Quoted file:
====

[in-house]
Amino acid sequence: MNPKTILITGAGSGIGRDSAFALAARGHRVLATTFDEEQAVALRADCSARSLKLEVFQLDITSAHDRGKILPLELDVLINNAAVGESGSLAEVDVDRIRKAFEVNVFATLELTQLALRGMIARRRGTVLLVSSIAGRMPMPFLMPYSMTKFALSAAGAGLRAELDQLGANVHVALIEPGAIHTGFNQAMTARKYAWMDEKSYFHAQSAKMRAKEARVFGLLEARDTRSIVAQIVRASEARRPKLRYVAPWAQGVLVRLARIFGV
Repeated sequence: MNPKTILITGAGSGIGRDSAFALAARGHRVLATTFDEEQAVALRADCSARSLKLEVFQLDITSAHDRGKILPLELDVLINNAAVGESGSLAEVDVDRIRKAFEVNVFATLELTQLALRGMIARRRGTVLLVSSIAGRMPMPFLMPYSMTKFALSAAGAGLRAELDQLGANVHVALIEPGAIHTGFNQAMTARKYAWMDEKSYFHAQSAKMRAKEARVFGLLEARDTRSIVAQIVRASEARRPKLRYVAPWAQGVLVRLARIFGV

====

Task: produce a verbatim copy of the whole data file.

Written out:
[in-house]
Amino acid sequence: MNPKTILITGAGSGIGRDSAFALAARGHRVLATTFDEEQAVALRADCSARSLKLEVFQLDITSAHDRGKILPLELDVLINNAAVGESGSLAEVDVDRIRKAFEVNVFATLELTQLALRGMIARRRGTVLLVSSIAGRMPMPFLMPYSMTKFALSAAGAGLRAELDQLGANVHVALIEPGAIHTGFNQAMTARKYAWMDEKSYFHAQSAKMRAKEARVFGLLEARDTRSIVAQIVRASEARRPKLRYVAPWAQGVLVRLARIFGV
Repeated sequence: MNPKTILITGAGSGIGRDSAFALAARGHRVLATTFDEEQAVALRADCSARSLKLEVFQLDITSAHDRGKILPLELDVLINNAAVGESGSLAEVDVDRIRKAFEVNVFATLELTQLALRGMIARRRGTVLLVSSIAGRMPMPFLMPYSMTKFALSAAGAGLRAELDQLGANVHVALIEPGAIHTGFNQAMTARKYAWMDEKSYFHAQSAKMRAKEARVFGLLEARDTRSIVAQIVRASEARRPKLRYVAPWAQGVLVRLARIFGV